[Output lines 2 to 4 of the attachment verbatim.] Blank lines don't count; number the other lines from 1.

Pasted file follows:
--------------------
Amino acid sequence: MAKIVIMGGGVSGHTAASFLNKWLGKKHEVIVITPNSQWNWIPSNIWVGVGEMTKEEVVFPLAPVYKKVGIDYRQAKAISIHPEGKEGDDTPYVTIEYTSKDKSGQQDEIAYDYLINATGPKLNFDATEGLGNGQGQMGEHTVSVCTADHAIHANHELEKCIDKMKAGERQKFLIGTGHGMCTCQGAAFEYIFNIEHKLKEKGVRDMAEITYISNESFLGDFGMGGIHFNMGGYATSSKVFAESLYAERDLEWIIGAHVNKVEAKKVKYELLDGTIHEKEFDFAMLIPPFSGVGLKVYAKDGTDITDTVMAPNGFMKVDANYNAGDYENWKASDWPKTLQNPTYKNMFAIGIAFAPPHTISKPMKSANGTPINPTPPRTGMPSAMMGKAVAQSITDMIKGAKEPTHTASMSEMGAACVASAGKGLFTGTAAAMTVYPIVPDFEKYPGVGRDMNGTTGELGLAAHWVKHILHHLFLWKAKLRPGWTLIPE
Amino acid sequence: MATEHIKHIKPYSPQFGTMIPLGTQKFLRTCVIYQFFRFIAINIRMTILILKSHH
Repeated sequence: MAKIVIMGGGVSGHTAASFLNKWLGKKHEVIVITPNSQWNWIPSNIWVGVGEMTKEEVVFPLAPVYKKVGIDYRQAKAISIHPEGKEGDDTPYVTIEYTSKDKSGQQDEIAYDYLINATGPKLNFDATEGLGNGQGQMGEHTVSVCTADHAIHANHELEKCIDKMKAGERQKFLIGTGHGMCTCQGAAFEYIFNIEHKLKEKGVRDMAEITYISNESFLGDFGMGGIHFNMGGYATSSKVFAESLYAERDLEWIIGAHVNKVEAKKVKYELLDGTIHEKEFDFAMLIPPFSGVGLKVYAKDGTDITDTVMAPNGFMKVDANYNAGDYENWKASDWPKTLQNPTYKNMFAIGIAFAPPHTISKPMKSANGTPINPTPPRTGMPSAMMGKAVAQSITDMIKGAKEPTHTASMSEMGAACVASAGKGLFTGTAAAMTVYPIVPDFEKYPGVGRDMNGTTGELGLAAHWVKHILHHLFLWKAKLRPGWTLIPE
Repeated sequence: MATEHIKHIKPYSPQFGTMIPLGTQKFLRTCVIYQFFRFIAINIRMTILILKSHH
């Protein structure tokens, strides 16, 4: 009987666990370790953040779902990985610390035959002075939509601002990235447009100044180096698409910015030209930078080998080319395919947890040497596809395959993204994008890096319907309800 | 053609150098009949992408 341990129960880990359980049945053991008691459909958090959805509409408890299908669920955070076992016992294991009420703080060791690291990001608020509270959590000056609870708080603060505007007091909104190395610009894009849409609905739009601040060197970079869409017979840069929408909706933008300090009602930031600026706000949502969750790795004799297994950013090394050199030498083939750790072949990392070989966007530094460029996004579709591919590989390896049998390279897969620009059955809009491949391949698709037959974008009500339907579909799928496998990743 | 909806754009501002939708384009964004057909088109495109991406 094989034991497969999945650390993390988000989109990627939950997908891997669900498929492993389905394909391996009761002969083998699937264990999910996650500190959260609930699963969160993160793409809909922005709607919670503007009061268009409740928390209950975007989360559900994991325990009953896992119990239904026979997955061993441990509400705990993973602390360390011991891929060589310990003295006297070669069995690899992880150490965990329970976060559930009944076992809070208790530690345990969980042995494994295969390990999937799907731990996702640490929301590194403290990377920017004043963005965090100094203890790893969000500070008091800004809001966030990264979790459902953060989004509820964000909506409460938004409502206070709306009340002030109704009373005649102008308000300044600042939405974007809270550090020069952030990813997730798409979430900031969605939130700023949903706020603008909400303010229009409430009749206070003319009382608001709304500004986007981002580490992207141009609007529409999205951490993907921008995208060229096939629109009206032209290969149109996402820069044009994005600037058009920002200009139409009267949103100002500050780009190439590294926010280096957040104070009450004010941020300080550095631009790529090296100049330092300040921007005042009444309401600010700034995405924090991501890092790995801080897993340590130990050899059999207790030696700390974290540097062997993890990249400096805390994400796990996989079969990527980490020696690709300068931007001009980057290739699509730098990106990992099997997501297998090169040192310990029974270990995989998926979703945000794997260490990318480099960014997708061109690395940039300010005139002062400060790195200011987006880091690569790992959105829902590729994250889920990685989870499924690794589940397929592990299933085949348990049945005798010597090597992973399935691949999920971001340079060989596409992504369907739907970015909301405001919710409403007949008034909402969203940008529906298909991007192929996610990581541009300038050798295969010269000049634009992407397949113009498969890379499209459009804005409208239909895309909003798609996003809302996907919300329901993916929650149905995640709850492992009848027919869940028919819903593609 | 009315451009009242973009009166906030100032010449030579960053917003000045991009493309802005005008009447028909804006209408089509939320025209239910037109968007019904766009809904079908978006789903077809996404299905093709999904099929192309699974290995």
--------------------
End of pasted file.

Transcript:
Amino acid sequence: MATEHIKHIKPYSPQFGTMIPLGTQKFLRTCVIYQFFRFIAINIRMTILILKSHH
Repeated sequence: MAKIVIMGGGVSGHTAASFLNKWLGKKHEVIVITPNSQWNWIPSNIWVGVGEMTKEEVVFPLAPVYKKVGIDYRQAKAISIHPEGKEGDDTPYVTIEYTSKDKSGQQDEIAYDYLINATGPKLNFDATEGLGNGQGQMGEHTVSVCTADHAIHANHELEKCIDKMKAGERQKFLIGTGHGMCTCQGAAFEYIFNIEHKLKEKGVRDMAEITYISNESFLGDFGMGGIHFNMGGYATSSKVFAESLYAERDLEWIIGAHVNKVEAKKVKYELLDGTIHEKEFDFAMLIPPFSGVGLKVYAKDGTDITDTVMAPNGFMKVDANYNAGDYENWKASDWPKTLQNPTYKNMFAIGIAFAPPHTISKPMKSANGTPINPTPPRTGMPSAMMGKAVAQSITDMIKGAKEPTHTASMSEMGAACVASAGKGLFTGTAAAMTVYPIVPDFEKYPGVGRDMNGTTGELGLAAHWVKHILHHLFLWKAKLRPGWTLIPE
Repeated sequence: MATEHIKHIKPYSPQFGTMIPLGTQKFLRTCVIYQFFRFIAINIRMTILILKSHH